Poster Presentation Society for Molecular Biology and Evolution Conference 2016

Molecular characterization of MHC class IIB genes of sympatric Neotropical cichlids in crater lakes of Nicaragua (#379)

Marta Barluenga 1 , Melinda J Hofmann 1 , Christophe Eizaguirre , Seraina Bracamonte
  1. Museo Nacional de Ciencias Naturales, CSIC, Madrid, Spain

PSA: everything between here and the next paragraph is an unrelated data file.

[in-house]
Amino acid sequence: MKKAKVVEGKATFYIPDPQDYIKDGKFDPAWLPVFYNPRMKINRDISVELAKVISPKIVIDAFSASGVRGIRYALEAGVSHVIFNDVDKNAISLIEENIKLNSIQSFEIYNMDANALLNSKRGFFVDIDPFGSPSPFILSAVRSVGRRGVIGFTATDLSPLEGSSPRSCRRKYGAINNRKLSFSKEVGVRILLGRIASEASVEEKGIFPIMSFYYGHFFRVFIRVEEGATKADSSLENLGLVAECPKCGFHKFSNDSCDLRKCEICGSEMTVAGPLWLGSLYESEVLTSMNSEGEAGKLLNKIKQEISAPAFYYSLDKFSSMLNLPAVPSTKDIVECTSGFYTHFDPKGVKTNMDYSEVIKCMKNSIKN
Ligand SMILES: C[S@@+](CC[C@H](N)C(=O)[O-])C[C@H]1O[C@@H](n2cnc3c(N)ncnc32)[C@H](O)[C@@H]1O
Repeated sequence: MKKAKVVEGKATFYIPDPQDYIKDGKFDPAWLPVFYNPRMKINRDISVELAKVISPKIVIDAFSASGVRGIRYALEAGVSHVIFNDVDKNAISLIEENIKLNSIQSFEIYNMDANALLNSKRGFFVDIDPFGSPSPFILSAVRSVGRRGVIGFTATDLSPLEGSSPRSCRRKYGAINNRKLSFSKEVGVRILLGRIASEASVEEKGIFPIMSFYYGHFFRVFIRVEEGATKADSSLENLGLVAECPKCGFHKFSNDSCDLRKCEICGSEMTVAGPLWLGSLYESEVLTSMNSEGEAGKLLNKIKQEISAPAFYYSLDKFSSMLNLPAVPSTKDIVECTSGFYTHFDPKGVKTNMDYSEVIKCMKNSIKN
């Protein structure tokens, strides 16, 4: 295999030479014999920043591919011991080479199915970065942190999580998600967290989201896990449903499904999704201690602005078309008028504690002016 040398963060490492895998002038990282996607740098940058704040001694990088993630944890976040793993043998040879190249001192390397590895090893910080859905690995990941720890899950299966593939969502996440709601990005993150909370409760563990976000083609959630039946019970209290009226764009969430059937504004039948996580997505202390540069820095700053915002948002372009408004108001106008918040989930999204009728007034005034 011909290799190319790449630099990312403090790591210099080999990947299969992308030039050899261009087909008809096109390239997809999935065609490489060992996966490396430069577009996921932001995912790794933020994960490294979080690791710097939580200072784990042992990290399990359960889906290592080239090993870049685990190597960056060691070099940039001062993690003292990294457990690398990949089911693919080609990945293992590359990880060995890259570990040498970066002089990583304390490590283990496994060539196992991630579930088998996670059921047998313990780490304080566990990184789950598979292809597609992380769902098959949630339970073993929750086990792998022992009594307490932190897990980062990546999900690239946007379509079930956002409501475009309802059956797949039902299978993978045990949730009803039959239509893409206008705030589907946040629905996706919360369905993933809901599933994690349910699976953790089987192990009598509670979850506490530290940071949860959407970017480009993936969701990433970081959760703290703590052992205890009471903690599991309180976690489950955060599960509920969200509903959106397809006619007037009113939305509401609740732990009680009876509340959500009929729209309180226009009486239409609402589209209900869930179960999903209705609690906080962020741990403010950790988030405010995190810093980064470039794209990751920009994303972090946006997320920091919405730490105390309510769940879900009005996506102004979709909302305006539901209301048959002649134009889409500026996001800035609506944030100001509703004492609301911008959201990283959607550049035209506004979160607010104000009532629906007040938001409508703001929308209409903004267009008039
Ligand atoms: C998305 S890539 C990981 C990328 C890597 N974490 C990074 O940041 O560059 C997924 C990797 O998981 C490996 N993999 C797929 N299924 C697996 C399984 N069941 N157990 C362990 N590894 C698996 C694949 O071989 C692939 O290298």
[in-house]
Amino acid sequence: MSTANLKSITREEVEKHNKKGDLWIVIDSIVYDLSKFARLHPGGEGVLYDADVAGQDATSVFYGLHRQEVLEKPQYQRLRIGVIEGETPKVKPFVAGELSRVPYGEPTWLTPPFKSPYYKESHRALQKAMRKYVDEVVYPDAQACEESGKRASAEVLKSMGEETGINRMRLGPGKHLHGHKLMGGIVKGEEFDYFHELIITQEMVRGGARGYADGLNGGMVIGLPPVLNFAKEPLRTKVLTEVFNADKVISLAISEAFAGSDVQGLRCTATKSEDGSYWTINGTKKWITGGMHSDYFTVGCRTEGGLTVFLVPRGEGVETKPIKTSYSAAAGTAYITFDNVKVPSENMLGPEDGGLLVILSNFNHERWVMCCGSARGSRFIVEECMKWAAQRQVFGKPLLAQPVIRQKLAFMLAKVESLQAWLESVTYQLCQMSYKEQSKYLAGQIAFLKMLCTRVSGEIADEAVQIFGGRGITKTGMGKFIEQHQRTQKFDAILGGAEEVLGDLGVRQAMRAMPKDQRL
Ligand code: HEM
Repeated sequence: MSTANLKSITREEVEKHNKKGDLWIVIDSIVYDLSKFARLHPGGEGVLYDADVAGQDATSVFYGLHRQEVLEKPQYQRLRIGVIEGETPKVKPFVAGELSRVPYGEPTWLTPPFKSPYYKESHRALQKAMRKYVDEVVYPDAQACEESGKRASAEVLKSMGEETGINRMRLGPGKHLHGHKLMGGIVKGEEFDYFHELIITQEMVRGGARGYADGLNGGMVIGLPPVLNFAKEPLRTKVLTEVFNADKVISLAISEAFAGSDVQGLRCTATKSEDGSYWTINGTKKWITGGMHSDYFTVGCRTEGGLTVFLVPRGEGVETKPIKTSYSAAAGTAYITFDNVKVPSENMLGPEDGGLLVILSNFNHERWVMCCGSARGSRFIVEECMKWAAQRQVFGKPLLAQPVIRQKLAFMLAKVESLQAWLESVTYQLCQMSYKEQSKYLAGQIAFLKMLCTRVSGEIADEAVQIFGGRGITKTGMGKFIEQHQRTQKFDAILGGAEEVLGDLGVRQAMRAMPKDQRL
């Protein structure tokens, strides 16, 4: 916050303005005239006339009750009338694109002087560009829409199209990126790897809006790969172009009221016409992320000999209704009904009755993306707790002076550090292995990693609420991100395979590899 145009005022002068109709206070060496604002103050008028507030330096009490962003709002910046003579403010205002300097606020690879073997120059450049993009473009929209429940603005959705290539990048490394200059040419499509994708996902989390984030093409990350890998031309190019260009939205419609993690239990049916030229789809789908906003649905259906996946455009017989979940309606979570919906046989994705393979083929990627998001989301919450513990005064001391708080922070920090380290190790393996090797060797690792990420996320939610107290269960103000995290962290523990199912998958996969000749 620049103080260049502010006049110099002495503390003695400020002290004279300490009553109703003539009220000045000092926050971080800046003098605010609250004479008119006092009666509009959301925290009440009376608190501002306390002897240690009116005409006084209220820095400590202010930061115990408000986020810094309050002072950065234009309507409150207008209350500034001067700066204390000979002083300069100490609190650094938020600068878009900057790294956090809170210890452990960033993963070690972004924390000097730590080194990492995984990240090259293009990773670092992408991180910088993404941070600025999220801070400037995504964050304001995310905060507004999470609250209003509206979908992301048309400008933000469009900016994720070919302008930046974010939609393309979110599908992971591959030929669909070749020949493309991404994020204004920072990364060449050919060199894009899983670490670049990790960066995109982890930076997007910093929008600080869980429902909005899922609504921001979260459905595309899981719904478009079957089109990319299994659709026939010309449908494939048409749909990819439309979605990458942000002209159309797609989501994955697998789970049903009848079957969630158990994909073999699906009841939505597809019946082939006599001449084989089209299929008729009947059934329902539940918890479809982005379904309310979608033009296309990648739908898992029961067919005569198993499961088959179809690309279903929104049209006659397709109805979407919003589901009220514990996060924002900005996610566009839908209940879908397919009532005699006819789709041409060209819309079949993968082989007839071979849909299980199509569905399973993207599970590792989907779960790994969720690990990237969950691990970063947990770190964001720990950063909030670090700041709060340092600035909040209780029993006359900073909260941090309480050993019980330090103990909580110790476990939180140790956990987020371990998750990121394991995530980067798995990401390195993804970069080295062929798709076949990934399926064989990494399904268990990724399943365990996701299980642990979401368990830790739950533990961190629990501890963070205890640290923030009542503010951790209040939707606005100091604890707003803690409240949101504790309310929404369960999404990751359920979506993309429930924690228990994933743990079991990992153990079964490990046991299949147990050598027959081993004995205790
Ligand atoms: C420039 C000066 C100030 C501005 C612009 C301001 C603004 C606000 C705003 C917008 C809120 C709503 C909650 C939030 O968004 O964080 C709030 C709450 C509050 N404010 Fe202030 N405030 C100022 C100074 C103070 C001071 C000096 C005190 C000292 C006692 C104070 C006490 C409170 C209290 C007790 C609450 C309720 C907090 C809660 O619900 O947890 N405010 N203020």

The Major Histocompatibility Complex (MHC) is a key component of the adaptive immune system of all vertebrates and consists of the most polymorphic genes known to date. However, due to this complexity, MHC has not yet been characterized in many species including any Neotropical cichlid fish. Neotropical crater lake cichlids are ideal models to study evolutionary processes as they display one of the most convincing examples of sympatric and repeated parallel radiation events within and among isolated crater lakes. Here we characterize the genes of MHC class II beta chain of the Midas (Amphilophus) cichlid species complex including Amphilophus citrinellus, A. labiatus, A. xiloaensis and A. amarillo from five lakes in Nicaragua. We designed 19 new specific primers anchored in a stepwise fashion in order to detect all alleles present. We obtained 856 genomic DNA (gDNA) sequences from thirteen individuals and 756 additional sequences from complementary DNA (cDNA) of seven of those individuals. We identified 69 distinct alleles with up to 24 alleles per individual. We also found considerable intron length variation and mismatches of alleles detected in cDNA and gDNA.. Lastly, we created a model of protein structure homology for each allele and identified their key structural components. Overall, Amphilophus cichlids have one of the most diverse repertoires of MHC class II B genes known which could serve as a powerful tool to elucidate the process of divergent radiations, colonization and speciation in sympatry